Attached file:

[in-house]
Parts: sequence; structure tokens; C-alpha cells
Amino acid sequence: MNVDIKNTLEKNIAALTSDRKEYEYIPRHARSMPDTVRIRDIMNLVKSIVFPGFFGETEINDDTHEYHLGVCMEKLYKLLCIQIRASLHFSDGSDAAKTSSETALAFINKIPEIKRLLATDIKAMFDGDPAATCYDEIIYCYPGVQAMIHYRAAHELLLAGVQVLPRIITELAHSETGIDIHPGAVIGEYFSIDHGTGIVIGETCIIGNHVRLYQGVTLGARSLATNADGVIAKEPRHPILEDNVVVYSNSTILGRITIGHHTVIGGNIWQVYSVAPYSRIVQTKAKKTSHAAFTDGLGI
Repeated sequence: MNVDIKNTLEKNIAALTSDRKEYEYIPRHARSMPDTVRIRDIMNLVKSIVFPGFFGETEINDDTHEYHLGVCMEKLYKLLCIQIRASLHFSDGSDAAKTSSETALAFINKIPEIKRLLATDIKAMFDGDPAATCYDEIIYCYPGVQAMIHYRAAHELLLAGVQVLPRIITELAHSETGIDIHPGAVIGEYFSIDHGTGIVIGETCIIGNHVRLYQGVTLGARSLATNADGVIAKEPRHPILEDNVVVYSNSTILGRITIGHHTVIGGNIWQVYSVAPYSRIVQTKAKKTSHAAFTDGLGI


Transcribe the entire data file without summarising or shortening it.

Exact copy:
[in-house]
Parts: sequence; structure tokens; C-alpha cells
Amino acid sequence: MNVDIKNTLEKNIAALTSDRKEYEYIPRHARSMPDTVRIRDIMNLVKSIVFPGFFGETEINDDTHEYHLGVCMEKLYKLLCIQIRASLHFSDGSDAAKTSSETALAFINKIPEIKRLLATDIKAMFDGDPAATCYDEIIYCYPGVQAMIHYRAAHELLLAGVQVLPRIITELAHSETGIDIHPGAVIGEYFSIDHGTGIVIGETCIIGNHVRLYQGVTLGARSLATNADGVIAKEPRHPILEDNVVVYSNSTILGRITIGHHTVIGGNIWQVYSVAPYSRIVQTKAKKTSHAAFTDGLGI
Repeated sequence: MNVDIKNTLEKNIAALTSDRKEYEYIPRHARSMPDTVRIRDIMNLVKSIVFPGFFGETEINDDTHEYHLGVCMEKLYKLLCIQIRASLHFSDGSDAAKTSSETALAFINKIPEIKRLLATDIKAMFDGDPAATCYDEIIYCYPGVQAMIHYRAAHELLLAGVQVLPRIITELAHSETGIDIHPGAVIGEYFSIDHGTGIVIGETCIIGNHVRLYQGVTLGARSLATNADGVIAKEPRHPILEDNVVVYSNSTILGRITIGHHTVIGGNIWQVYSVAPYSRIVQTKAKKTSHAAFTDGLGI